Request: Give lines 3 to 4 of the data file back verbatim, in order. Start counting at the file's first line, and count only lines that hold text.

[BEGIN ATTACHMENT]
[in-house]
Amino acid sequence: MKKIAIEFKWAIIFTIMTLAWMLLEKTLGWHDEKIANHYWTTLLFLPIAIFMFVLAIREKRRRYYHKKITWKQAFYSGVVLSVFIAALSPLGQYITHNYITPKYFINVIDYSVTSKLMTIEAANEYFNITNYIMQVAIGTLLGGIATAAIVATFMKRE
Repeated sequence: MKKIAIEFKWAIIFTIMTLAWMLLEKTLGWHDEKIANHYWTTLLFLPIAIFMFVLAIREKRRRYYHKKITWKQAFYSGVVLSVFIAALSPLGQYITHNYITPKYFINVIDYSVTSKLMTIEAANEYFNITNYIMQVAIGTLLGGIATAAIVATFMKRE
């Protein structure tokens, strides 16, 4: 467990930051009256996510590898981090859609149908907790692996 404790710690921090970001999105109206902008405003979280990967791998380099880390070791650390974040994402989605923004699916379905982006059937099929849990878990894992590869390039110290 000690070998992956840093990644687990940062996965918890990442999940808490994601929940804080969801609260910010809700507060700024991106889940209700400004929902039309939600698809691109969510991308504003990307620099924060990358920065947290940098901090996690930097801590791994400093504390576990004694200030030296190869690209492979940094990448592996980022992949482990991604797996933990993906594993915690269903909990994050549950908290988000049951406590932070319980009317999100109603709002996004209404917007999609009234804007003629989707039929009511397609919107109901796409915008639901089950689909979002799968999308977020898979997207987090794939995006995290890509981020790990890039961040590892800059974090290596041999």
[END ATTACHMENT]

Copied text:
Repeated sequence: MKKIAIEFKWAIIFTIMTLAWMLLEKTLGWHDEKIANHYWTTLLFLPIAIFMFVLAIREKRRRYYHKKITWKQAFYSGVVLSVFIAALSPLGQYITHNYITPKYFINVIDYSVTSKLMTIEAANEYFNITNYIMQVAIGTLLGGIATAAIVATFMKRE
């Protein structure tokens, strides 16, 4: 467990930051009256996510590898981090859609149908907790692996 404790710690921090970001999105109206902008405003979280990967791998380099880390070791650390974040994402989605923004699916379905982006059937099929849990878990894992590869390039110290 000690070998992956840093990644687990940062996965918890990442999940808490994601929940804080969801609260910010809700507060700024991106889940209700400004929902039309939600698809691109969510991308504003990307620099924060990358920065947290940098901090996690930097801590791994400093504390576990004694200030030296190869690209492979940094990448592996980022992949482990991604797996933990993906594993915690269903909990994050549950908290988000049951406590932070319980009317999100109603709002996004209404917007999609009234804007003629989707039929009511397609919107109901796409915008639901089950689909979002799968999308977020898979997207987090794939995006995290890509981020790990890039961040590892800059974090290596041999």